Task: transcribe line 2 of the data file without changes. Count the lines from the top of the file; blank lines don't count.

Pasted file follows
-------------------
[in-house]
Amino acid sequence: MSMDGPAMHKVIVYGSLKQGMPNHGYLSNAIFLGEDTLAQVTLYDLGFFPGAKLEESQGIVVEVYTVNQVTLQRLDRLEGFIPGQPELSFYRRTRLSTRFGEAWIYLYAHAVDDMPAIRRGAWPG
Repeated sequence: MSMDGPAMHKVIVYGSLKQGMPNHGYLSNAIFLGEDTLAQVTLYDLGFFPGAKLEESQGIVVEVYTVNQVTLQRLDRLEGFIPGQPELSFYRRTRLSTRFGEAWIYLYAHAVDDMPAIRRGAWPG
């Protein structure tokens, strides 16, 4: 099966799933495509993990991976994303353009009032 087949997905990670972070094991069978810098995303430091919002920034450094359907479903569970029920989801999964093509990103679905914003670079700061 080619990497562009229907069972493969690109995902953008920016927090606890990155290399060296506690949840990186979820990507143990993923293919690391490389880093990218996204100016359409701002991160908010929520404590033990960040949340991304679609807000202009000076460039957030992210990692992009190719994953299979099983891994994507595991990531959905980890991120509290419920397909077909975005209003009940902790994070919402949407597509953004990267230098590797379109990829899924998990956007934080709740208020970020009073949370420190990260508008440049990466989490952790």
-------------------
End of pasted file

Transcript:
Amino acid sequence: MSMDGPAMHKVIVYGSLKQGMPNHGYLSNAIFLGEDTLAQVTLYDLGFFPGAKLEESQGIVVEVYTVNQVTLQRLDRLEGFIPGQPELSFYRRTRLSTRFGEAWIYLYAHAVDDMPAIRRGAWPG